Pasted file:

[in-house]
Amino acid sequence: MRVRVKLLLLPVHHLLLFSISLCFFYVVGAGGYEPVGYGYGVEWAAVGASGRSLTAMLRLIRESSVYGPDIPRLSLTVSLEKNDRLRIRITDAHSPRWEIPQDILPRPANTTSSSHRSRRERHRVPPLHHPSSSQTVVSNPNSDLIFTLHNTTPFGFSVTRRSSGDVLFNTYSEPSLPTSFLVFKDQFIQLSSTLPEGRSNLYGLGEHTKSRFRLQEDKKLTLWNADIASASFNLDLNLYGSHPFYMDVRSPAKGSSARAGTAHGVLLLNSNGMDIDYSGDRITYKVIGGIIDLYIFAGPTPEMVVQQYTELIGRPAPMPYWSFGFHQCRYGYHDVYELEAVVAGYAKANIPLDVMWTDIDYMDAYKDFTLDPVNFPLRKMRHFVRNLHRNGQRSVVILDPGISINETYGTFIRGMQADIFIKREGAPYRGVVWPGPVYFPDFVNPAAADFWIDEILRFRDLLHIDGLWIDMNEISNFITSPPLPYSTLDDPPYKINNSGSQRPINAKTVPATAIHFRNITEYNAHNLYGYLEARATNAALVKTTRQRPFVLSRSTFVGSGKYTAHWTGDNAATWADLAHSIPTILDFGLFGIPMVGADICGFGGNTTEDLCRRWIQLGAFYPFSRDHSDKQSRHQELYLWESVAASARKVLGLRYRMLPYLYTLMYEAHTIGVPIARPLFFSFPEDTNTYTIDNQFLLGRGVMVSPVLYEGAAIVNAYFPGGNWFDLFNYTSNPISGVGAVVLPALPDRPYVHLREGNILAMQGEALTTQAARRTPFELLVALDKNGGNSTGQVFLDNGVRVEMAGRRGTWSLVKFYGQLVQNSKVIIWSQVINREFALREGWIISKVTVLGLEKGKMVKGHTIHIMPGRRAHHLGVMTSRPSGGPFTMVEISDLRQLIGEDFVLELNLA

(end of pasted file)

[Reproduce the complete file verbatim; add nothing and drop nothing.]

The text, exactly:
[in-house]
Amino acid sequence: MRVRVKLLLLPVHHLLLFSISLCFFYVVGAGGYEPVGYGYGVEWAAVGASGRSLTAMLRLIRESSVYGPDIPRLSLTVSLEKNDRLRIRITDAHSPRWEIPQDILPRPANTTSSSHRSRRERHRVPPLHHPSSSQTVVSNPNSDLIFTLHNTTPFGFSVTRRSSGDVLFNTYSEPSLPTSFLVFKDQFIQLSSTLPEGRSNLYGLGEHTKSRFRLQEDKKLTLWNADIASASFNLDLNLYGSHPFYMDVRSPAKGSSARAGTAHGVLLLNSNGMDIDYSGDRITYKVIGGIIDLYIFAGPTPEMVVQQYTELIGRPAPMPYWSFGFHQCRYGYHDVYELEAVVAGYAKANIPLDVMWTDIDYMDAYKDFTLDPVNFPLRKMRHFVRNLHRNGQRSVVILDPGISINETYGTFIRGMQADIFIKREGAPYRGVVWPGPVYFPDFVNPAAADFWIDEILRFRDLLHIDGLWIDMNEISNFITSPPLPYSTLDDPPYKINNSGSQRPINAKTVPATAIHFRNITEYNAHNLYGYLEARATNAALVKTTRQRPFVLSRSTFVGSGKYTAHWTGDNAATWADLAHSIPTILDFGLFGIPMVGADICGFGGNTTEDLCRRWIQLGAFYPFSRDHSDKQSRHQELYLWESVAASARKVLGLRYRMLPYLYTLMYEAHTIGVPIARPLFFSFPEDTNTYTIDNQFLLGRGVMVSPVLYEGAAIVNAYFPGGNWFDLFNYTSNPISGVGAVVLPALPDRPYVHLREGNILAMQGEALTTQAARRTPFELLVALDKNGGNSTGQVFLDNGVRVEMAGRRGTWSLVKFYGQLVQNSKVIIWSQVINREFALREGWIISKVTVLGLEKGKMVKGHTIHIMPGRRAHHLGVMTSRPSGGPFTMVEISDLRQLIGEDFVLELNLA